Nonlinearity is the number of bits which must change in the truth table of a Boolean function to reach the closest affine function, and thus is a measure of one kind of cipher strength. By measuring the nonlinearity of Feistel constructions with various numbers of rounds and tables, we hope to gain insight into how Feistel mixing compares to other alternatives.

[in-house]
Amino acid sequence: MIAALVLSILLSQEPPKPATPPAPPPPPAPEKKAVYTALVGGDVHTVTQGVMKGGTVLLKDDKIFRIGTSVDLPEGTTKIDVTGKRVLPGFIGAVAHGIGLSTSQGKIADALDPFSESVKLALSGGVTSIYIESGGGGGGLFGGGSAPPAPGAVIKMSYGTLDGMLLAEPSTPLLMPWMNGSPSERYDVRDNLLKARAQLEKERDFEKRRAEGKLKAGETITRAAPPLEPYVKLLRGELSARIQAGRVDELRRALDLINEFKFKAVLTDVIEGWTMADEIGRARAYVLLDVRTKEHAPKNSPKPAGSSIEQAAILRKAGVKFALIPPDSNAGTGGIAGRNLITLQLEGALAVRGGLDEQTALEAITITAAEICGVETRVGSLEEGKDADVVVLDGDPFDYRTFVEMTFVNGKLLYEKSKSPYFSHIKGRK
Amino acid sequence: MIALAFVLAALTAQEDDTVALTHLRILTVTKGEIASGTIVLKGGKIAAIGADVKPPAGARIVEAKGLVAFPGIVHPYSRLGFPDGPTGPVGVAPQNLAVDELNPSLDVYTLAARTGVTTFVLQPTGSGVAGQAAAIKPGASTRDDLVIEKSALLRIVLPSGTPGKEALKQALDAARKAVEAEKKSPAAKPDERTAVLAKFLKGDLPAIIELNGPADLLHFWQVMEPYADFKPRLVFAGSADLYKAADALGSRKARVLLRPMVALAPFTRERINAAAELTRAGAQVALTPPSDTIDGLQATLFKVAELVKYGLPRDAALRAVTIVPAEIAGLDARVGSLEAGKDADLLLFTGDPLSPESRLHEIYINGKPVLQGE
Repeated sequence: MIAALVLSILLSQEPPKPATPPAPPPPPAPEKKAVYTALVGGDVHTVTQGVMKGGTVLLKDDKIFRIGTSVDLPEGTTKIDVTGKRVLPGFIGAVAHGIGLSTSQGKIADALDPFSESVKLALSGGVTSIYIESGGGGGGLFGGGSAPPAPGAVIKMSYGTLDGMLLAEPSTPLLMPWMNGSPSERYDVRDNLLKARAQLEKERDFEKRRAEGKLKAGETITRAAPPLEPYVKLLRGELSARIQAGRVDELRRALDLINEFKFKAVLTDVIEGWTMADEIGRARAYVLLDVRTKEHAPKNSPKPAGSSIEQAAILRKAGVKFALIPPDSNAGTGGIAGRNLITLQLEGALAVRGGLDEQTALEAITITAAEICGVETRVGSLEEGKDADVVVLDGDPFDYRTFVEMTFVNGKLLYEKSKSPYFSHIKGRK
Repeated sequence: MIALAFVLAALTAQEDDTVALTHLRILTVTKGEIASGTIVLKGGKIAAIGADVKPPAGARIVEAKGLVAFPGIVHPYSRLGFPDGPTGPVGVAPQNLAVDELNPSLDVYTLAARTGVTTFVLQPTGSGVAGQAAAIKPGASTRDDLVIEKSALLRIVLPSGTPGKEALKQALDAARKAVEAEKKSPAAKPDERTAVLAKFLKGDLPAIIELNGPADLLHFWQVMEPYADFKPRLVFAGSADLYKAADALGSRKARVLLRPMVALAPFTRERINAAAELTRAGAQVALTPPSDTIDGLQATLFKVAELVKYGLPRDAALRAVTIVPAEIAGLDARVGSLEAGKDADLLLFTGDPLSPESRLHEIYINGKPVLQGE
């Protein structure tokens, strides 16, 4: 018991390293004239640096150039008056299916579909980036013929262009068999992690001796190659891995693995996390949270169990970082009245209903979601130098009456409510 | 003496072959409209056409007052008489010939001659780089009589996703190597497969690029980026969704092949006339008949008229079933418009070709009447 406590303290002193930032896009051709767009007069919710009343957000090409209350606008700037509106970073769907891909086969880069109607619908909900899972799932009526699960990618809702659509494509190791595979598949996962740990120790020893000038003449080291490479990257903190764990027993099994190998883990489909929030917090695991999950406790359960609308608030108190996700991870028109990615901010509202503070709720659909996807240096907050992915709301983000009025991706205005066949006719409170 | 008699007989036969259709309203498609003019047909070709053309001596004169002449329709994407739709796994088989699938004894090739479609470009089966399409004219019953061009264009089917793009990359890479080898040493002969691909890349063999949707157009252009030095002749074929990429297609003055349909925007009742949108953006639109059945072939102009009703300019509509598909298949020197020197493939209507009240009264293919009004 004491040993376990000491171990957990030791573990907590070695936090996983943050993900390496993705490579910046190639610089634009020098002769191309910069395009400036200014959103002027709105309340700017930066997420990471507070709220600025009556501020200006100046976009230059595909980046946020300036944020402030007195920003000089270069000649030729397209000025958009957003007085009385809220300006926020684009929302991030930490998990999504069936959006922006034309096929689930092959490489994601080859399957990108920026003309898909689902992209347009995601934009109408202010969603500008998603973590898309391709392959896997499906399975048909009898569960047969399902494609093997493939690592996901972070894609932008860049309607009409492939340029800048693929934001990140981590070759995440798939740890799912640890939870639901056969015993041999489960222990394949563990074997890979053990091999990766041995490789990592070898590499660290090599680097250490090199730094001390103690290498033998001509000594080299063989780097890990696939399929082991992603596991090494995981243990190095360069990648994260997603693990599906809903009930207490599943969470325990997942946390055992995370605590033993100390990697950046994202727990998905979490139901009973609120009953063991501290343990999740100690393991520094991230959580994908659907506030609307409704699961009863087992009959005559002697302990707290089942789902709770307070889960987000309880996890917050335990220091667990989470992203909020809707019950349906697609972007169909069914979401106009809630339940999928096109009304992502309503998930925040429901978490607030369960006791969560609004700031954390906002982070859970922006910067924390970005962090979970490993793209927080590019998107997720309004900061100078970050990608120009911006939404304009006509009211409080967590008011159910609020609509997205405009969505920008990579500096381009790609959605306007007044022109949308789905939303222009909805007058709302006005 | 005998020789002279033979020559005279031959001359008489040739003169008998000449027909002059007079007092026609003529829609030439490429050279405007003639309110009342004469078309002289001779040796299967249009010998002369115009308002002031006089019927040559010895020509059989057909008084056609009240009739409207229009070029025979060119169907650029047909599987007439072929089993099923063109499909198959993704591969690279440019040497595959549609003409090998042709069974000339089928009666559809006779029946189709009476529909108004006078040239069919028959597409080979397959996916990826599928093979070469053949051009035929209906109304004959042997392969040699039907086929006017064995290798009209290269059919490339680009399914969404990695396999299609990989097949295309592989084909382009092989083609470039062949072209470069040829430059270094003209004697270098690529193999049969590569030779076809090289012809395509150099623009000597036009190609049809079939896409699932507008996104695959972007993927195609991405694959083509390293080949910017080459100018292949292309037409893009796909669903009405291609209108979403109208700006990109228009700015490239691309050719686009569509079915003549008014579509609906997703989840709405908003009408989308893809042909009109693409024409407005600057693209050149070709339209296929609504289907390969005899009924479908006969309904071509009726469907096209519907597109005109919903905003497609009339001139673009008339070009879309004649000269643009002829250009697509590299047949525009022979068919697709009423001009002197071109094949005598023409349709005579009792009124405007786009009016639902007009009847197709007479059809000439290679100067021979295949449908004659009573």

From: ritter@io.com (Terry Ritter) Newsgroups: sci.crypt Subject: Measured Nonlinearity in Feistel Constructions (LONG!) Date: Thu, 26 Feb 1998 06:39:28 GMT Lines: 846 Message-ID: <34f50e19.599891@news.io.com> MEASURED NONLINEARITY IN FEISTEL CONSTRUCTIONS Terry Ritter Ritter Software Engineering http://www.io.com/~ritter/ 1998-02-25 Abstract Nonlinearity is the number of bits which must change in the truth table of a Boolean function to reach the closest affine function, and thus is a measure of one kind of cipher strength. By measuring the nonlinearity of Feistel constructions with various numbers of rounds and tables, we hope to gain insight into how Feistel mixing compares to other alternatives. Introduction The ideal block cipher is a keyed simple substitution table of sufficient size. Unfortunately, with 128-bit blocks, there would be 2**128 entries in that table, which is completely out of the question. So the modern block cipher is a *construction* intended to *simulate* a keyed substitution of the desired size. At issue is the effectiveness of the construction technology. One way to investigate this is by using Boolean function theory, since a substitution table -- or cipher -- can be considered a set of independent Boolean functions, one for each output bit. A Boolean function produces a single-bit result for each possible combination of values from perhaps many Boolean variables. The *nonlinearity* of a Boolean function is the Hamming distance to the closest affine function [e.g., PIE88, PIE89, PIE89B]. (Also see: http://www.io.com/~ritter/ARTS/MEASNONL.HTM ). That is, nonlinearity is the number of bits which must change in the truth table of a Boolean function to reach the closest affine function. If "linearity" is considered a significant cryptographic weakness, nonlinearity is an explicit measure of the *lack* of that weakness. So nonlinearity measures one form of cipher "strength." For cryptographic purposes, it is desired to take the nonlinearity of a substitution table to be the *minimum* of the nonlinearity values for each output bit in that table. Nonlinearity is measured by forming the (one-bit-wide) truth table for a particular output bit, then performing a Fast Walsh-Hadamard Transform (FWT) on that array. Each result value is essentially a correlation count to a particular affine function, and the minimum distance (the maximum correlation) is found by scanning the transform results. In measuring nonlinearity, it is generally necessary to record the function result for each possible combination of input variables. If we have an "8-bit" table, we must record and then transform 256 elements, and if we have a "16-bit" table, we must record and transform 64K elements. Thus, measuring large functions rapidly becomes impossible. So, although we cannot hope to measure the nonlinearity of a real 64-bit or 128-bit block cipher, we *can* measure nonlinearity in substitution tables and small block constructions. Here we deal with 5-bit tables and the resulting 10-bit blocks. Ideal Nonlinearity Distributions By properly shuffling tables using a large-state cryptographic RNG (in particular: http://www.io.com/~ritter/KEYSHUF.HTM ) we can sample or construct a presumably uniform distribution of different table arrangements. We can measure the nonlinearity of each table, and accumulate the results. For 5-bit tables, we get a nonlinearity distribution something like that shown in Figure 1. Nonlinearity Distribution in 5-Bit Tables Fig. 1 0.7 | * 0.6 | * 0.5 | * 0.4 | * 0.3 | * 0.2 | * * 0.1 | * * * 0.0 | * * * Prob +--+--+--+--+--+--+-- 0 2 4 6 8 10 Nonlinearity Our block cipher construction problem essentially involves using small random tables (here 5-bit tables with 32 entries and a mean nonlinearity of 7.8) to somehow emulate a table which is twice as wide (here a 10-bit table with 1024 entries and a mean nonlinearity of 447.7). For 10-bit tables, we get a nonlinearity distribution something like that in Figure 2. Nonlinearity Distribution in 10-Bit Tables Fig. 2 0.2 | 0.175 | * * 0.15 | * * * 0.125 | * * * * 0.1 | * * * * * 0.075 | * * * * * * 0.05 | * * * * * * * * 0.025 | * * * * * * * * * * 0.00 | * * * * * * * * * * * Prob +--+--+--+--+--+--+--+--+--+--+--+--+-- 436 440 444 448 452 456 Nonlinearity Feistel Mixing The classic Feistel construction of Figure 3 is a way of mixing two small blocks into a large block. Here, + is the exclusive-OR function. As used in the U.S. Data Encryption Standard (DES), L and R are each 32 bits; here we have only 5 bits in each. Feistel Construction Fig. 3 L R | | |--> F --> + round 1 | | + <-- F <--| round 2 | | v v L' R' In DES, ideal properties for F are much-discussed topics. The Feistel construction itself supports the ability to encipher and decipher using a random function F, not necessarily a permutation. But the 8 different "S-boxes" used in DES *are* permutations, if we see each as a set of 4 permutations per box, so using random permutations in Feistel mixing is not at all unreasonable. And by using permutation tables as components we have a single compatible measure both for the component tables and the simulated larger table, and thus can draw conclusions about the construction. Invertible tables also support a direct comparison to earlier work on nonlinearity with respect to Mixing and VSBC constructions. Unlike the earlier work, the decision to use random invertible substitutions for function F still leaves us with a couple of remaining parameters: The number of rounds, and the number of tables. Here we investigate the mixing obtained from the Feistel construction with two variations: The use of a single table for various numbers of rounds, and the use of a new random table on every other round, for various numbers of rounds. Feistel Mixing and DES Unfortunately, the Feistel construction is *not* the only form of mixing found in DES. Indeed, the practicality of the Feistel construction depends upon having (that is, *constructing*) a wide function F. And while F *might* be realized as a recursive sequence of smaller Feistel constructions, any such structure would be impractically slow. So the very existence of practical Feistel ciphers depends upon the construction of a random function F which itself mixes and diffuses information across its width. In each DES "S-box," the outside input bits (b0 and b5) -- which are set by expansion "E" -- just select which of the 4 boxes to use. This is a data-dependent dynamic table selection which is, in itself, a form of mixing. Of course, the simple combination of expansion "E" and the array of "S-boxes" by themselves probably would not produce good mixing: A single bit-change at one end of the input block could propagate no faster than one table per round, *if* all data were kept aligned. But this is not the case, since "Permutation P" transposes the data bits. So, other than the dynamic table selection (the two extra inputs for each S-box), function F is itself a classic substitution-permutation design. This means that the overall mixing in DES is a complex combination of the Feistel construction *plus* the expansion, table-selection, table lookup and permutation in each round. This complexity makes it difficult to independently extract the importance and consequences of each feature, as we surely must if we are to deeply understand the design. This confluence of multiple features also makes it impossible to scale DES to a tiny testable size. Thus, we seem to be limited to testing a tiny Feistel construction -- which *is* scalable -- instead of a tiny DES. Feistel Mixing with Random Tables A common assumption about Feistel mixing is that some fixed small set of optimized tables will be used repeatedly. This concept presumably comes from DES. But in the special context of DES: 1. DES S-boxes each contain 4 separate *permutations*, and are *not* random constructions; and 2. The DES permutations are only 4 bits wide, and 4-bit-wide permutations are just about the weakest possible tables that have any nonlinear strength at all. Accordingly, it should come as no surprise that replacing DES S-boxes with random tables is not a good idea. And random 4-bit permutations are often weak, so this is *also* not a good idea. In marked contrast, random 8-permutations are almost *never* that weak (the chance of finding even one linear output is 1 in 2**239). It thus appears that the assumption that random tables are necessarily bad is based on the special context of DES, and is not valid in general. Comparisons to Mixing and VSBC Constructions Earlier nonlinearity measurement experiments on tiny Mixing ( http://www.io.com/~ritter/ARTS/MIXNONLI.HTM ) and VSBC ( http://www.io.com/~ritter/ARTS/VSBCNONL.HTM ) constructions also used random tables, thus potentially making it possible to see how Feistel mixing compares. Unfortunately, the comparison is not exact, because both the Mixing and VSBC constructions do in some sense mix multiple tables in a single mixing level. With Feistel mixing, we would normally think of multiple "rounds" of mixing, rather than having several tables in each round. DES does of course manage this, but does not give us a scalable rule which we could use to build a tiny version with multiple tables. And even in the best possible situation we would be looking at the experimental measurement of a 16-bit simulated table, for which it would be very difficult to collect an accurate ideal distribution. So, given the limitations of reality, the first thing we might want to look at is the nonlinearity measure from Feistel mixing with a single table, under a varying the number of rounds. Then we might look at using multiple tables, again for a varying number of rounds. The Experiments We construct 10,000 random 5-bit tables, which are then used in 10-bit Feistel constructions. Each of these constructions is measured for nonlinearity, and the result accumulated. While Figure 2 gives a general idea of the desired distribution, we eventually want to use a chi-square comparison, for which we need an ideal reference distribution. The ideal model in Figure 4 is thus constructed from three different 15-hour trials of 1,000,000 random 10-bit tables each, with the counts reduced by a factor of 100 and rounded to an integer. The Ideal 10-Bit Nonlinearity Distribution Fig. 4 NL Trial 1 Trial 2 Trial 3 Ideal 462 0 1 0 0 460 55 75 55 1 458 2145 2269 2234 22 456 20537 20938 20882 208 454 76259 76344 75980 763 452 148847 148135 148510 1485 450 188329 187802 187585 1878 448 177775 178208 178616 1782 446 140283 140219 140407 1403 444 97415 97317 97465 974 442 61999 62282 62213 622 440 37829 37685 37382 376 438 21675 21789 21753 218 436 12417 12320 12408 124 434 6826 6818 6912 68 432 3740 3693 3584 37 430 1912 2050 1884 19 428 979 1043 1073 10 426 490 537 526 5 424 249 241 265 2 422 119 133 143 1 420 64 55 69 0 418 26 25 30 0 416 12 14 12 0 414 9 5 6 0 412 3 2 4 0 410 0 0 1 0 In each experimental trial, we first initialize the substitutions from a random key. This produces a particular 10-bit cipher -- a simulated 10-bit simple substitution. We then traverse the complete transformation -- all 1024 possible data values -- and collect all 1024 10-bit ciphertext results. We then traverse all 10 ciphertext bit-columns, one-by-one, and perform a nonlinearity computation on each. The minimum nonlinearity value found across all columns is accumulated into the growing distribution. We see the results for 2 rounds of Feistel mixing in Figure 5. Feistel Nonlinearity Distribution One Table, Two Rounds Fig. 5 NL Expect Found 64 0 2 128 0 78 192 0 1494 256 0 7387 320 0 1039 Clearly, 2 Feistel mixing rounds do not approximate the nonlinearity distribution from random substitutions, so we move on to 4 rounds as in Figure 6. Feistel Nonlinearity Distribution One Table, Four Rounds Fig. 6 NL Expect Found 224 0 1 312 0 56 320 0 1 344 0 1 352 0 35 364 0 1 368 0 8 384 0 696 388 0 3 392 0 187 396 0 2 400 0 11 404 0 15 406 0 3 408 0 13 410 0 2 412 0 38 414 0 2 416 0 1709 418 0 4 420 0 66 422 1 11 424 2 126 426 5 13 428 10 256 430 19 20 432 37 780 434 68 51 436 124 660 438 218 109 440 376 3566 442 622 70 444 974 589 446 1403 91 448 1782 639 450 1878 43 452 1485 107 454 763 12 456 208 2 458 22 1 460 1 0 462 0 0 Again, the is pretty brutal: So even four Feistel mixing rounds do not approximate random substitutions. And neither do six (Figure 7), eight (Figure 8), ten (Figure 9) or twelve (Figure 10): Feistel Nonlinearity Distribution One Table, Six Rounds Fig. 7 NL Expect Found 296 0 1 316 0 1 324 0 1 332 0 1 336 0 2 352 0 1 372 0 1 384 0 2 388 0 3 392 0 1 394 0 1 396 0 2 398 0 1 400 0 3 402 0 1 404 0 10 406 0 0 408 0 23 410 0 2 412 0 22 414 0 6 416 0 22 418 0 14 420 0 46 422 1 25 424 2 85 426 5 21 428 10 114 430 19 70 432 37 192 434 68 138 436 124 386 438 218 269 440 376 641 442 622 662 444 974 1197 446 1403 1238 448 1782 1612 450 1878 1394 452 1485 1151 454 763 492 456 208 133 458 22 13 460 1 0 462 0 0 Feistel Nonlinearity Distribution One Table, Eight Rounds Fig. 8 NL Expect Found 346 0 1 370 0 1 372 0 1 402 0 2 404 0 3 406 0 3 408 0 6 410 0 1 412 0 6 414 0 10 416 0 17 418 0 18 420 0 30 422 1 36 424 2 38 426 5 53 428 10 74 430 19 95 432 37 137 434 68 194 436 124 261 438 218 406 440 376 519 442 622 808 444 974 1080 446 1403 1365 448 1782 1569 450 1878 1527 452 1485 1063 454 763 519 456 208 136 458 22 21 460 1 0 462 0 0 Feistel Nonlinearity Distribution One Table, Ten Rounds Fig. 9 NL Expect Found 362 0 1 396 0 1 398 0 2 400 0 1 402 0 1 404 0 0 406 0 4 408 0 3 410 0 10 412 0 10 414 0 11 416 0 28 418 0 16 420 0 25 422 1 39 424 2 63 426 5 63 428 10 78 430 19 116 432 37 155 434 68 247 436 124 314 438 218 380 440 376 584 442 622 811 444 974 1034 446 1403 1353 448 1782 1556 450 1878 1428 452 1485 1046 454 763 480 456 208 126 458 22 14 460 1 0 462 0 0 Feistel Nonlinearity Distribution One Table, Twelve Rounds Fig. 10 NL Expect Found 398 0 1 400 0 3 402 0 2 404 0 2 406 0 6 408 0 4 410 0 8 412 0 12 414 0 13 416 0 12 418 0 30 420 0 23 422 1 34 424 2 64 426 5 62 428 10 96 430 19 113 432 37 179 434 68 234 436 124 327 438 218 462 440 376 597 442 622 797 444 974 1054 446 1403 1347 448 1782 1467 450 1878 1450 452 1485 1011 454 763 450 456 208 128 458 22 12 460 1 0 462 0 0 The twelve rounds with a fixed table of Figure 10 is about as good as it gets. The distribution from a single table never gets close enough to the ideal distribution to make a chi-square computation reasonable. Feistel Mixing with Random Multiple Tables On the other hand, things improve if we have a new table every couple of rounds (Figure 11). (There would seem to be little advantage in having a unique table for each round, since only half of the block would be affected by that table.) Feistel Nonlinearity Distribution Two Tables, Four Rounds Fig. 11 NL Expect Found 320 0 3 352 0 39 360 0 2 364 0 1 368 0 6 382 0 1 384 0 156 386 0 1 388 0 3 390 0 0 392 0 225 394 0 1 396 0 4 398 0 1 400 0 6 402 0 1 404 0 13 406 0 3 408 0 22 410 0 4 412 0 42 414 0 2 416 0 1951 418 0 3 420 0 81 422 1 5 424 2 143 426 5 13 428 10 276 430 19 29 432 37 853 434 68 47 436 124 788 438 218 90 440 376 3175 442 622 98 444 974 805 446 1403 130 448 1782 833 450 1878 33 452 1485 95 454 763 10 456 208 5 458 22 1 460 1 0 462 0 0 While hardly ideal, we can see that the results in Figure 11 are somewhat better than the same number of rounds with a single table (Figure 6). But things perk up rather nicely with three tables and six rounds as shown in Figure 12. Feistel Nonlinearity Distribution Three Tables, Six Rounds Fig. 12 NL Expect Found Chi-Sq DF 420 0 0 } 422 1 3 } 424 2 3 } 426 5 3 } 428 10 10 } 0.056 0 430 19 13 1.950 1 432 37 40 2.194 2 434 68 59 3.385 3 436 124 123 3.393 4 438 218 200 4.879 5 440 376 381 4.946 6 442 622 633 5.140 7 444 974 990 5.403 8 446 1403 1390 5.523 9 448 1782 1780 5.526 10 450 1878 1952 8.441 11 452 1485 1441 9.745 12 454 763 754 9.851 13 456 208 208 9.851 14 458 22 17 } 460 1 0 } 462 0 0 } 11.417 15 With 15 "degrees of freedom," the chi-square value of 11.417 in Figure 11 is very believable. The critical chi-square values for DF = 15 are given in Figure 13. Chi-Square Critical Values, for DF = 15 Fig. 13 1% 5% 25% 50% 75% 95% 99% 5.2293 7.2609 11.0365 14.3389 18.2451 24.9958 30.5779 And another couple of rounds with yet another table continues the success story in Figure 14. Feistel Nonlinearity Distribution Four Tables, Eight Rounds Fig. 14 NL Expect Found Chi-Sq DF 410 0 1 } 412 0 0 } 414 0 0 } 416 0 0 } 418 0 1 } 420 0 2 } 422 1 2 } 424 2 1 } 426 5 4 } 428 10 10 } 0.500 0 430 19 19 0.500 1 432 37 30 1.824 2 434 68 65 1.957 3 436 124 119 2.158 4 438 218 222 2.232 5 440 376 375 2.234 6 442 622 634 2.466 7 444 974 982 2.532 8 446 1403 1365 3.561 9 448 1782 1750 4.135 10 450 1878 1928 5.467 11 452 1485 1504 5.710 12 454 763 750 5.931 13 456 208 212 6.008 14 458 22 23 } 460 1 1 } 462 0 0 } 6.052 15 While the chi-square value of 6.052 may seem small, this means the distribution is close to the ideal. When comparing distributions, we are rarely worried about a chi-square value that seems "too good," for the alternative is far *less* believable: Either we have had the good luck of sampling a close distribution so it looks better than it should, or we have had the absolutely unbelievable luck of sampling a fundamentally different distribution so it looks not just good, but actually *too* good. Thus, these tests are basically "one-tail" statistical tests. Conclusions Feistel mixing seeks to produce a block cipher which is double the size of a smaller "block cipher" component; in this respect, it is similar to the Mixing constructions measured earlier. When using a single fixed table, it appears that Feistel mixing is never good enough, no matter how many rounds are applied. But even 6 rounds of Feistel mixing with 3 *different* tables apparently does approximate the nonlinearity of a larger substitution table. These experiments show an ultimately successful result using random invertible tables. Thus, the experiments give no indication that Feistel mixing requires the ideal tables that so much of the literature seems directed at producing. In contrast to the unending search for the qualities of an ideal table, it appears that we can produce an effective Feistel cipher by choosing tables "at random" (that is, we can construct tables based on the cipher key). Note that Differential and Linear Cryptanalysis style attacks generally depend upon knowledge of the contents of the tables, knowledge which is unavailable when keyed tables are used. When compared to the Mixing and VSBC constructions investigated previously, the problem with Feistel mixing is that, by itself, it only doubles the size of the nonlinear component, and we assume that repeated doubling requires exponential effort: That is, if 6 Feistel rounds are required to take random 8-bit tables to a 16-bit emulated table, 6 rounds of the emulation (36 total rounds) should be required to get a 32-bit table, and 216 total rounds should be required for a 64-bit cipher. (It would be interesting to check these assumptions on modern fast equipment.) Now, we know that DES (an emulated 64-bit table) does *not* require exponential effort. But Feistel mixing is *not* the only form of mixing in DES. We avoid addressing the other structures, because they do not scale well, and because we wish to examine each contribution as independently as possible. Here we have measured the Feistel mixing alone, which we assume requires effort exponential with the block size. In contrast, Mixing constructions require only effort proportional to n log n, and VSBC constructions require only effort linear with block size. Thus, these alternative constructions offer the possibility of far more efficient cryptographic mixing. References and Bibliography [AY82] Ayoub, F. 1982. Probabilistic completeness of substitution-permutation encryption networks. IEE Proceedings, Part E. 129(5): 195-199. [DAE94] Daemen, J., R. Govaerts and J. Vandewalle. 1994. Correlation Matrices. Fast Software Encryption. 275-285. [FOR88] Forre, R. 1988. The Strict Avalanche Criterion: Spectral Properties of Boolean Functions and an Extended Definition. Advances in Cryptology -- CRYPTO '88. 450-468. [GOR82] Gordon, J. and H. Retkin. 1982. Are Big S-Boxes Best? Cryptography. Proceedings of the Workshop on Cryptography, Burg Feuerstein, Germany, March 29-April 2, 1982. 257-262. [HEY94] Heys, H. and S. Tavares. 1994. On the security of the CAST encryption algorithm. Canadian Conference on Electrical and Computer Engineering. Halifax, Nova Scotia, Canada, Sept. 1994. 332-335. [HEY95] Heys, H. and S. Tavares. 1995. Known plaintext cryptanalysis of tree-structured block ciphers. Electronics Letters. 31(10): 784-785. [MEI89] Meier, W. and O. Staffelbach. 1989. Nonlinearity Criteria for Cryptographic Functions. Advances in Cryptology -- Eurocrypt '89. 549-562. [MIR97] Mirza, F. 1997. Linear and S-Box Pairs Cryptanalysis of the Data Encryption Standard. [OC91] O'Connor, L. 1991. Enumerating nondegenerate permutations. Advances in Cryptology -- Eurocrypt '91. 368-377. [OC93] O'Connor, L. 1993. On the Distribution Characteristics in Bijective Mappings. Advances in Cryptology -- EUROCRYPT '93. 360-370. [PIE88] Pieprzyk, J. and G. Finkelstein. 1988. Towards effective nonlinear cryptosystem design. IEE Proceedings, Part E. 135(6): 325-335. [PIE89] Pieprzyk, J. and G. Finkelstein. 1989. Permutations that Maximize Non-Linearity and Their Cryptographic Significance. Computer Security in the Age of Information. 63-74. [PIE89B] Pieprzyk, J. 1989. Non-linearity of Exponent Permutations. Advances in Cryptology -- EUROCRYPT '89. 80-92. [PIE93] Pieprzyk, J., C. Charnes and J. Seberry. 1993. Linear Approximation Versus Nonlinearity. Proceedings of the Workshop on Selected Areas in Cryptography (SAC '94). 82-89. [PRE90] Preneel, B., W. Van Leekwijck, L. Van Linden, R. Govaerts and J. Vandewalle. 1990. Propagation Characteristics of Boolean Functions. Advances in Cryptology -- Eurocrypt '90. 161-173. [RUE86] Rueppel, R. 1986. Analysis and Design of Stream Ciphers. Springer-Verlag. [XIO88] Xiao, G-Z. and J. Massey. 1988. A Spectral Characterization of Correlation-Immune Combining Functions. IEEE Transactions on Information Theory. 34(3): 569-571. [YOU95] Youssef, A. and S. Tavares. 1995. Resistance of Balanced S-boxes to Linear and Differential Cryptanalysis. Information Processing Letters. 56: 249-252. [YOU95B] Youssef, A. and S. Tavares. 1995. Number of Nonlinear Regular S-boxes. Electronics Letters. 31(19): 1643-1644. [ZHA95] Zhang, X. and Y. Zheng. 1995. GAC -- the Criterion for Global Avalanche Characteristics of Cryptographic Functions. Journal for Universal Computer Science. 1(5): 316-333. --- Terry Ritter ritter@io.com http://www.io.com/~ritter/ The Crypto Glossary: http://www.io.com/~ritter/GLOSSARY.HTM